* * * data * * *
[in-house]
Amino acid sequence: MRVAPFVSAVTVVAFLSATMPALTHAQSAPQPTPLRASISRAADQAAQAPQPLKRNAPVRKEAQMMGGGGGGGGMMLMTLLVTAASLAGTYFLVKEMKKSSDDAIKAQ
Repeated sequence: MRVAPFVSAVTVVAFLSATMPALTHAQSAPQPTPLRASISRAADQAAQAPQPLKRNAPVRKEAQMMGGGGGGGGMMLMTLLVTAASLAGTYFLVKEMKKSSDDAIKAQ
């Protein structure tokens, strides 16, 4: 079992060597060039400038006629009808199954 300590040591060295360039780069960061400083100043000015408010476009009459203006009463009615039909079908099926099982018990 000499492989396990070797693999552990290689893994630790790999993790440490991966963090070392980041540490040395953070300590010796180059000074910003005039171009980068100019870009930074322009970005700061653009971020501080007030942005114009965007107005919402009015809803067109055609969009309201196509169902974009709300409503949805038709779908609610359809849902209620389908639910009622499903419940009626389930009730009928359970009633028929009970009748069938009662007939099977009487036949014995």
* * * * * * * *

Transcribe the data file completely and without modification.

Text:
[in-house]
Amino acid sequence: MRVAPFVSAVTVVAFLSATMPALTHAQSAPQPTPLRASISRAADQAAQAPQPLKRNAPVRKEAQMMGGGGGGGGMMLMTLLVTAASLAGTYFLVKEMKKSSDDAIKAQ
Repeated sequence: MRVAPFVSAVTVVAFLSATMPALTHAQSAPQPTPLRASISRAADQAAQAPQPLKRNAPVRKEAQMMGGGGGGGGMMLMTLLVTAASLAGTYFLVKEMKKSSDDAIKAQ
């Protein structure tokens, strides 16, 4: 079992060597060039400038006629009808199954 300590040591060295360039780069960061400083100043000015408010476009009459203006009463009615039909079908099926099982018990 000499492989396990070797693999552990290689893994630790790999993790440490991966963090070392980041540490040395953070300590010796180059000074910003005039171009980068100019870009930074322009970005700061653009971020501080007030942005114009965007107005919402009015809803067109055609969009309201196509169902974009709300409503949805038709779908609610359809849902209620389908639910009622499903419940009626389930009730009928359970009633028929009970009748069938009662007939099977009487036949014995």